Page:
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Storytime with Doug: His best Eddie Sutton story

Doug Gottlieb tells a story about the time John Potter ran over Coach Sutton in practice.



Photo Attribution: Yahoo

Photo Attribution: Yahoo

I emailed Doug Gottlieb recently 10 questions I had for him about his career, OSU sports, and some of his favorite stories. He sent back some gems. I’m going to bring them to you in installments over the next few weeks. This is his best one on one of his coaches (footnotes are mine). As always, thanks to Doug for the tales.

Best coach story I have wasn’t my group, but everyone who played for him knows it. Lets simply call it the John Potter Story.

Coach Sutton is an alcoholic. It is hard to write, hard to read in print, but sadly it is true. I love my coach, my friend, my mentor and while that doesn’t define him solely, it is part of what makes Coach, Coach.

So when he first got clean after Kentucky, he had a heck of a sweet tooth and was constantly sucking on some sort of candy or other. This is commonplace for addicts as they move from one addiction to the next. Coach is notorious for having candy in his pockets and in several spots in his desk, but let us focus on the pockets for this story.

John Potter was on his first team at OSU. Potter was a goof, and by that I mean, the kind of smart aleck that will say and do anything to needle dudes. So Coach gets mad in practice because someone didn’t take a charge the right way.

When Coach came back to Stillwater, Coach was back. Sharp as ever, thoroughly involved in every aspect of practice and game preparation, Coach was chewing ass over someone not taking a charge when he yelled “You guys aren’t men, a college man should step in front and take a charge. Some one run me over I will show you how to do it.”

The guys looked around and everyone sheepishly passed except John Potter. Potter had that something that coaches hate[1. They also probably hated his inability to make a free throw.] and like all at once. A cockiness, a smugness and smart aleck way of being the guy to pull just some sort of stunt.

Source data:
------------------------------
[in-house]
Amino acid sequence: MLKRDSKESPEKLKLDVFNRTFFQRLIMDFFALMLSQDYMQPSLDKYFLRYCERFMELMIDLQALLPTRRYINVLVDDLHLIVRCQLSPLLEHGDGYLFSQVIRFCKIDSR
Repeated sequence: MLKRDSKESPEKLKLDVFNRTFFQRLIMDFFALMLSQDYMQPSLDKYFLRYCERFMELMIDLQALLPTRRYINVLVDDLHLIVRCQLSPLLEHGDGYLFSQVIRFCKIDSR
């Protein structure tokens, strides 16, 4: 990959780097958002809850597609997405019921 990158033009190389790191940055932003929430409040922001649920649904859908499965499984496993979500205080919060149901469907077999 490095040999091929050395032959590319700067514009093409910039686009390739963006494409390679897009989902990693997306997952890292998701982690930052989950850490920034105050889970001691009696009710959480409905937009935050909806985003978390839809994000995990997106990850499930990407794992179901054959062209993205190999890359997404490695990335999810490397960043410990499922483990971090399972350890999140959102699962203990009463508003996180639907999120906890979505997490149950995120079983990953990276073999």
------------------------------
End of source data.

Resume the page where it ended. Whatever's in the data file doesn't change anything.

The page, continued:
Potter was also 6’7 and Coach, though younger than the senior citizen he is now — it isn’t like Coach was a linebacker.

Potter grabbed the ball at the top of the key, and as instructed proceeded to run with the ball, not while dribbling, he just ran and plowed into coach.

This is where the candy comes in.

The secret to taking a charge is taking just enough contact to make it legit, yet act like a sledgehammer smashed your entire body.

Coach took too much contact in an act of toughness and Potter made the candy explode from his sweatsuit pockets like they were fired out of some piñata of a little kid’s dreams.

The managers scurried around like children after the piñata candy, coach dusted himself off and Potter went back to the line.

There used to be a restroom in the corner of Gallagher Iba that is essentially where the coaches locker rooms are today. It was the closest to the court, had some ugly yellow tile and as Jimmy Williams would later say “It smelled like a Georgia whore house.” (How would one know?)

Coach stumbled toward that bathroom, turned to the team and said “now that is how you take a charge.” He walked into the bathroom and practiced re-started, but Coach took the rest of the day off.

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